Under current law, states are permitted to contract with insurers to provide health coverage to individuals whose incomes are too high for Medicaid. Known as the Basic Health Program (BHP), these plans are intended to provide states with a state-run option for providing coverage for their residents.

Rather than send payments directly to insurance companies, the federal government reimburses states up to 95 percent of what would have been paid to insurance companies had the individual enrolled in a private health care plan through the Obamacare exchange, rather than through the BHP.

While the law authorizes the BHP,  just like with violation #3 above, the Constitution requires an appropriation be enacted before the Administration can actually make any payments. To date, the Administration has not asked for, and Congress has not appropriated, any funds for the BHP. Instead, in an effort to circumvent the Constitution, the Administration, as it did with the CSR payments, is paying for the program through an appropriation for IRS refunds and credits, including the premium tax credit — an account explicitly restricted for that purpose only. As such, the Administration’s payments to the states are unlawful.

The Ways and Means Committee has continued to investigate the Administration’s decision to fund the BHP without an appropriation and called on the Administration to immediately cease the funding and submit an appropriation request, as required by the Constitution.

Tune in tomorrow for two more ways the Obama Administration has broken its own law.

Violation #5: Extending Non-Compliant Health Plans


We all remember the empty promise President Obama made to the American people when he was promoting Obamacare.“If you like your health care plan, you’ll be able to keep your health care plan, period. No one will take it away, no matter what,” he said.

We know how that worked out. In the Fall of 2013, millions of Americans received notices from insurance companies that their coverage would be cancelled for 2014 because their plan was found to be“non-compliant” with the President’s new law. Responding to the enormous public criticism, the Administration introduced a “transitional policy” that allowed non-compliant plans to remain in effect through 2014. The Administration encouraged states to adopt the same policy, which was again extended until the end of 2016.

In making this change, the Administration effectively ignored the statutory mandate that all plans meet Obamacare’s requirements after January 1, 2014. What’s worse, as a result of this miscalculated political maneuver, fewer people enrolled in the Obamacare exchanges, and the cost of compliant plans increased for both insurance companies and the public. In other words, the Administration not only undermined the law, it created the illusion of relief for American families before forcing them into expensive one-size-fits-all government mandated plans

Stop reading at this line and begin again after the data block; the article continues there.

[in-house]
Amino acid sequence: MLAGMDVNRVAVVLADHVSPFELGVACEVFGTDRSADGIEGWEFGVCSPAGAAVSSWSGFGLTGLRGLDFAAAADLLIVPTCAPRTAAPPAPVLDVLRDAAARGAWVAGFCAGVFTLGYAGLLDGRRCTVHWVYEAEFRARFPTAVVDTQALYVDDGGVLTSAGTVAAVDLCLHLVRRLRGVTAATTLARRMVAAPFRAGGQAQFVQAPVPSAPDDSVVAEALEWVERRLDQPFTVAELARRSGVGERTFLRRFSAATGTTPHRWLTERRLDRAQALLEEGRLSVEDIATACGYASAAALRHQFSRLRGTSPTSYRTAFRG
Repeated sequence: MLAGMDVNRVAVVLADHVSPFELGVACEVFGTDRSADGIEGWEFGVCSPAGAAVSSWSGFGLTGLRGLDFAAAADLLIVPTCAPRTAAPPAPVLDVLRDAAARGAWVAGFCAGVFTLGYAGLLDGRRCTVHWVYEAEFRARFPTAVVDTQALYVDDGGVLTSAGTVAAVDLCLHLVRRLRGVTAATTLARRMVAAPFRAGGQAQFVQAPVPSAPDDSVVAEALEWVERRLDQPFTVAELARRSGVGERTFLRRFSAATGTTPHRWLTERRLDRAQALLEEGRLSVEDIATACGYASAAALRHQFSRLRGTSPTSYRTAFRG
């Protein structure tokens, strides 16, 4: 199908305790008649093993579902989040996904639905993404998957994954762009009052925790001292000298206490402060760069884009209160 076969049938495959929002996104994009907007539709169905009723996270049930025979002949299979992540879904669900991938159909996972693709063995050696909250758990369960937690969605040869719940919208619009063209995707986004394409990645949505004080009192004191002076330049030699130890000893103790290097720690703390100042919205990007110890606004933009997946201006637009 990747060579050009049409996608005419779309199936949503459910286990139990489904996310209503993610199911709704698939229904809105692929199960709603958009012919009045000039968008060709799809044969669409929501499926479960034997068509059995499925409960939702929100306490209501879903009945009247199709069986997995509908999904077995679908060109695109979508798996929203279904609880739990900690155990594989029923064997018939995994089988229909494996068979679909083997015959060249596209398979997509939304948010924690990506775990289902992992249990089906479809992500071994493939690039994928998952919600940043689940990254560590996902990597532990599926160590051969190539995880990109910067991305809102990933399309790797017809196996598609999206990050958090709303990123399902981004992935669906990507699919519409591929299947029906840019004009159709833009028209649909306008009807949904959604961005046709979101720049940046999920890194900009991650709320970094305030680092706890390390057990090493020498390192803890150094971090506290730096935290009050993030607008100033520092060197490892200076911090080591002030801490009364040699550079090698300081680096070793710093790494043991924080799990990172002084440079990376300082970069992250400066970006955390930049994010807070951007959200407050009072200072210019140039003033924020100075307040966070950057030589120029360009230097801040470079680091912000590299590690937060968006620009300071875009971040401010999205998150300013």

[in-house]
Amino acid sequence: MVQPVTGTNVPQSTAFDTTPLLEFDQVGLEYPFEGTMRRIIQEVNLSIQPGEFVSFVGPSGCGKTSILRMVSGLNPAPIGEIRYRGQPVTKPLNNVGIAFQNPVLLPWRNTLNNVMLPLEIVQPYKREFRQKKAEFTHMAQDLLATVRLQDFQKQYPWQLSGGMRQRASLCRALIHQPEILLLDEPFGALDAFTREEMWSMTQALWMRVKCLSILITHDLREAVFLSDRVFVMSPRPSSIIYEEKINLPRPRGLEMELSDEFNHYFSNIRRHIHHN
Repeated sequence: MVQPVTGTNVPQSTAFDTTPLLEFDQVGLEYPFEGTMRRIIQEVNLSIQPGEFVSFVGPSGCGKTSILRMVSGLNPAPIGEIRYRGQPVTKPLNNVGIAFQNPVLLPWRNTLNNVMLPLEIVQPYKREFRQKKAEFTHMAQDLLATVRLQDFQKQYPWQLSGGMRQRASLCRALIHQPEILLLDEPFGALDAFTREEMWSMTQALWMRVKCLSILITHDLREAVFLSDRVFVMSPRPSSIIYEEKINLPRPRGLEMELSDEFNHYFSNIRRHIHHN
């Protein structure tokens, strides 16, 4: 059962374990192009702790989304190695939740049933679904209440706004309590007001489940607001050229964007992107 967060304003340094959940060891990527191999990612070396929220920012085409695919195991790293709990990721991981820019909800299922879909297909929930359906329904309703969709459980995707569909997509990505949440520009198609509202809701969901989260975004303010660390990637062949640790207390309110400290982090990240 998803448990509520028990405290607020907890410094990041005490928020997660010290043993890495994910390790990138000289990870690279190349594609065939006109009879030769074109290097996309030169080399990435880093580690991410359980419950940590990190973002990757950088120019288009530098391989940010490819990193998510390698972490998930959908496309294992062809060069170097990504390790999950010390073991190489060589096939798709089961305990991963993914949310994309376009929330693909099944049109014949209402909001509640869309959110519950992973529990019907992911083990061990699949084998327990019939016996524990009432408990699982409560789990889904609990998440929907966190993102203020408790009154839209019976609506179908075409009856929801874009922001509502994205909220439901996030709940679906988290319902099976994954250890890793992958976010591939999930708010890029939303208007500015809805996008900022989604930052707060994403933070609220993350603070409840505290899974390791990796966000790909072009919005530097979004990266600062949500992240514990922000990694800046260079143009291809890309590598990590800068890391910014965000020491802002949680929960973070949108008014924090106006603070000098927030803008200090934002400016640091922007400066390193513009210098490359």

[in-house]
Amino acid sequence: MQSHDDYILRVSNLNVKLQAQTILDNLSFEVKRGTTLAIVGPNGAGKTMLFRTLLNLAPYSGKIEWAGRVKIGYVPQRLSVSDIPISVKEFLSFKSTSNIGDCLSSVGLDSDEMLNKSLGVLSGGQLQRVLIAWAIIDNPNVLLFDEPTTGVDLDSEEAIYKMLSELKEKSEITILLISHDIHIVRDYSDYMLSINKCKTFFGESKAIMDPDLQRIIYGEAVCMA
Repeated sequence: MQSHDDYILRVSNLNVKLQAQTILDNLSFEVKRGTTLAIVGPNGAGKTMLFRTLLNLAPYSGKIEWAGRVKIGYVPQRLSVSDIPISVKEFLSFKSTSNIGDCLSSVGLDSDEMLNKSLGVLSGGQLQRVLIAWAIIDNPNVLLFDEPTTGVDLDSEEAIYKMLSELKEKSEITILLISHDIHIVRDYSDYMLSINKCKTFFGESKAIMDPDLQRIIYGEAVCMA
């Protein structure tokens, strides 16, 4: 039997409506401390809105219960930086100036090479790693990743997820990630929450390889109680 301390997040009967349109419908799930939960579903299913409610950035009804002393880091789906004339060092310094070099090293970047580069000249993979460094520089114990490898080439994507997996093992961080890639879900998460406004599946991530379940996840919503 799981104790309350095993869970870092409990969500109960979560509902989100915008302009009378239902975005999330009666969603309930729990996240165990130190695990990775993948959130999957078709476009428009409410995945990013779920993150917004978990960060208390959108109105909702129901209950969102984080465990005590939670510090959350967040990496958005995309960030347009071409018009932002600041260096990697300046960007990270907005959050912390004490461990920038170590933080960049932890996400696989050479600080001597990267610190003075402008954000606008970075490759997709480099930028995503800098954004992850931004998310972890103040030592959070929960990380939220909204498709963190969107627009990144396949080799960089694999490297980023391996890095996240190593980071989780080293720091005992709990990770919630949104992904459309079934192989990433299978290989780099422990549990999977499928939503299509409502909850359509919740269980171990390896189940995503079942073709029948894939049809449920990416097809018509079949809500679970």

The Ways and Means Oversight Subcommittee held a hearing last year examining this and other flagrant violations and continues to investigate the Administration’s disregard for its own law.

Violation #6: Delaying the Employer Mandate … Twice


Under current law, businesses that employ more than 50 full-time equivalent workers are required to offer health coverage to their workers or pay penalties beginning in 2014. Despite a statutory requirement for the employer mandate to go into effect on January 1, 2014, the Administration delayed the employer mandate. Not once, but twice.  

In a blogpost on July 2, 2013, the Treasury Department announced a delay for all employers in 2014 while also delaying employer reporting requirements that were critical for compliance and administration of the law’s subsidies. The employer mandate was later delayed again for all employers with fewer than 100 full-time employees. Just like violation #5, above, this illegal action is yet another example of how the Administration has chosen to implement the law it wishes it had written, instead of the actual law — passed by a Democrat-led Congress and signed into law by President Obama six years ago. 

Ways and Means members have been working to bring this and other illegal delays to light and have repeatedly called on the Administration to repeal the employer mandate and provide relief to America’s job creators. 

On the 6th Anniversary of Obamacare, with year after year of delay, modification, and outright disregard for the law, perhaps it is time for the Administration to work with Congress to replace Obamacare with something Americans actually want and can afford. 

While the Administration continues to peddle its failing law, House Republicans are working to develop a patient-centered health care system that improves access, choice, and quality; lowers costs; promotes innovation; and strengthens the safety net for the most vulnerable.